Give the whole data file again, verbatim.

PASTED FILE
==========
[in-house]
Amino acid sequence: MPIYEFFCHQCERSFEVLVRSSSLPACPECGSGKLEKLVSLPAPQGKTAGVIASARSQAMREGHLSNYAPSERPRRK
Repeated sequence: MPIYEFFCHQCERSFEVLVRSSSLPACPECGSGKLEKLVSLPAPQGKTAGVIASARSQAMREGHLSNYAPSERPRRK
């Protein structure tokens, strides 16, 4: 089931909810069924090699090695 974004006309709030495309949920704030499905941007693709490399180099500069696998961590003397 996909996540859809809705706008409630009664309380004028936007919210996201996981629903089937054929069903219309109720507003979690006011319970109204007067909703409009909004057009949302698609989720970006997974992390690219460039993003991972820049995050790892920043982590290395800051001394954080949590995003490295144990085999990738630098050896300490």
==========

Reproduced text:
[in-house]
Amino acid sequence: MPIYEFFCHQCERSFEVLVRSSSLPACPECGSGKLEKLVSLPAPQGKTAGVIASARSQAMREGHLSNYAPSERPRRK
Repeated sequence: MPIYEFFCHQCERSFEVLVRSSSLPACPECGSGKLEKLVSLPAPQGKTAGVIASARSQAMREGHLSNYAPSERPRRK
């Protein structure tokens, strides 16, 4: 089931909810069924090699090695 974004006309709030495309949920704030499905941007693709490399180099500069696998961590003397 996909996540859809809705706008409630009664309380004028936007919210996201996981629903089937054929069903219309109720507003979690006011319970109204007067909703409009909004057009949302698609989720970006997974992390690219460039993003991972820049995050790892920043982590290395800051001394954080949590995003490295144990085999990738630098050896300490």